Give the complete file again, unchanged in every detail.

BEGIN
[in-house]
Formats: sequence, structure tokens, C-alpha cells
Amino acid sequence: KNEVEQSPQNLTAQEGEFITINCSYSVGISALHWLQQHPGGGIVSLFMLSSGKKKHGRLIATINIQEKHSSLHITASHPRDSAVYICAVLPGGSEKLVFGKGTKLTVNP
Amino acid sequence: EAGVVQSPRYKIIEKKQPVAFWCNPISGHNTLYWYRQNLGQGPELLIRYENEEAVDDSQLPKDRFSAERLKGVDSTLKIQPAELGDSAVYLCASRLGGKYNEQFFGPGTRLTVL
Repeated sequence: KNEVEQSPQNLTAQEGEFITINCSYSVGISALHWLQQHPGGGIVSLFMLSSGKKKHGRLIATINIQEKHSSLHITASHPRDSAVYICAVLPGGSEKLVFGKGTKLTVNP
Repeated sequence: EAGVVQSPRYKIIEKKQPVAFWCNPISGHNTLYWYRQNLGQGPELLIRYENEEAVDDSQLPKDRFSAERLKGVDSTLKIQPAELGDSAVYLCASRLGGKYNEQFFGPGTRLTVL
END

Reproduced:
[in-house]
Formats: sequence, structure tokens, C-alpha cells
Amino acid sequence: KNEVEQSPQNLTAQEGEFITINCSYSVGISALHWLQQHPGGGIVSLFMLSSGKKKHGRLIATINIQEKHSSLHITASHPRDSAVYICAVLPGGSEKLVFGKGTKLTVNP
Amino acid sequence: EAGVVQSPRYKIIEKKQPVAFWCNPISGHNTLYWYRQNLGQGPELLIRYENEEAVDDSQLPKDRFSAERLKGVDSTLKIQPAELGDSAVYLCASRLGGKYNEQFFGPGTRLTVL
Repeated sequence: KNEVEQSPQNLTAQEGEFITINCSYSVGISALHWLQQHPGGGIVSLFMLSSGKKKHGRLIATINIQEKHSSLHITASHPRDSAVYICAVLPGGSEKLVFGKGTKLTVNP
Repeated sequence: EAGVVQSPRYKIIEKKQPVAFWCNPISGHNTLYWYRQNLGQGPELLIRYENEEAVDDSQLPKDRFSAERLKGVDSTLKIQPAELGDSAVYLCASRLGGKYNEQFFGPGTRLTVL